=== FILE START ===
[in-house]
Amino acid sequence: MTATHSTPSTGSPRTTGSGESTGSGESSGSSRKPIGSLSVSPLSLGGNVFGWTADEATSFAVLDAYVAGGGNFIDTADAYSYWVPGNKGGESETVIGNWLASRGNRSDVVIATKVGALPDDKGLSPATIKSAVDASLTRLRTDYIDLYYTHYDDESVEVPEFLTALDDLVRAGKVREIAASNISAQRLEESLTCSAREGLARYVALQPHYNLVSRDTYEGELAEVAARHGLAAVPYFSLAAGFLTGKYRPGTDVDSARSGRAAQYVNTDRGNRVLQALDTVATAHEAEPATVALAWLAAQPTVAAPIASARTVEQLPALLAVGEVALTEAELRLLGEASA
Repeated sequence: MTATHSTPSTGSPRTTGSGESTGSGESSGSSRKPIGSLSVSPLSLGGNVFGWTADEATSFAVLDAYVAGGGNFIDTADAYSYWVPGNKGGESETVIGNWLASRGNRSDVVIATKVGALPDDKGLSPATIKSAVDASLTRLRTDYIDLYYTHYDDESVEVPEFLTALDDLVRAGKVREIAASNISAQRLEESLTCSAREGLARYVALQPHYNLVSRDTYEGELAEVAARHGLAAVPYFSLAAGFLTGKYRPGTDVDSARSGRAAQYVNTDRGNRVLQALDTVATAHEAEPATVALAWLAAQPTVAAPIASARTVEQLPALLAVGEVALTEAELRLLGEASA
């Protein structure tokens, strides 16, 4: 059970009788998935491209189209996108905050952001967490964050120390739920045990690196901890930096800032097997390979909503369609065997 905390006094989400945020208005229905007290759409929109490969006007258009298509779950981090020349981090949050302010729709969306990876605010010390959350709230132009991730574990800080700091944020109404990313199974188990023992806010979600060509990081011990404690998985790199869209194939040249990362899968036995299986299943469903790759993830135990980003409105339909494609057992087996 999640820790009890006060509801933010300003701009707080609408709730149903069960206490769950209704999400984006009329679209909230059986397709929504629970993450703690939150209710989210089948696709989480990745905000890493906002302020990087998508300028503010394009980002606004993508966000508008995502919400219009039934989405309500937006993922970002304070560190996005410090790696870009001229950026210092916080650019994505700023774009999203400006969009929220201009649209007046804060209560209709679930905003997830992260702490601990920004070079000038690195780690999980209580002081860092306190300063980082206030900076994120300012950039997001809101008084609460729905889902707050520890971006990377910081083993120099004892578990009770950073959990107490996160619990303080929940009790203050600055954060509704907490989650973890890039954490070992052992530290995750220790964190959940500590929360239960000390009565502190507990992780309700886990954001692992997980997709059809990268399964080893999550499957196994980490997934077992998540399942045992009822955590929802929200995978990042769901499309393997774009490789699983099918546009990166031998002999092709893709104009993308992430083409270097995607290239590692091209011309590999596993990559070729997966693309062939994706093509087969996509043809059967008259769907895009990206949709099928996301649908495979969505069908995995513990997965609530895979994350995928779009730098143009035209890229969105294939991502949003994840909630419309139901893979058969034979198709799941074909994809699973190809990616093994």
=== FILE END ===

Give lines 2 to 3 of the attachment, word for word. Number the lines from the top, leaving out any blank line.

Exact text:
Amino acid sequence: MTATHSTPSTGSPRTTGSGESTGSGESSGSSRKPIGSLSVSPLSLGGNVFGWTADEATSFAVLDAYVAGGGNFIDTADAYSYWVPGNKGGESETVIGNWLASRGNRSDVVIATKVGALPDDKGLSPATIKSAVDASLTRLRTDYIDLYYTHYDDESVEVPEFLTALDDLVRAGKVREIAASNISAQRLEESLTCSAREGLARYVALQPHYNLVSRDTYEGELAEVAARHGLAAVPYFSLAAGFLTGKYRPGTDVDSARSGRAAQYVNTDRGNRVLQALDTVATAHEAEPATVALAWLAAQPTVAAPIASARTVEQLPALLAVGEVALTEAELRLLGEASA
Repeated sequence: MTATHSTPSTGSPRTTGSGESTGSGESSGSSRKPIGSLSVSPLSLGGNVFGWTADEATSFAVLDAYVAGGGNFIDTADAYSYWVPGNKGGESETVIGNWLASRGNRSDVVIATKVGALPDDKGLSPATIKSAVDASLTRLRTDYIDLYYTHYDDESVEVPEFLTALDDLVRAGKVREIAASNISAQRLEESLTCSAREGLARYVALQPHYNLVSRDTYEGELAEVAARHGLAAVPYFSLAAGFLTGKYRPGTDVDSARSGRAAQYVNTDRGNRVLQALDTVATAHEAEPATVALAWLAAQPTVAAPIASARTVEQLPALLAVGEVALTEAELRLLGEASA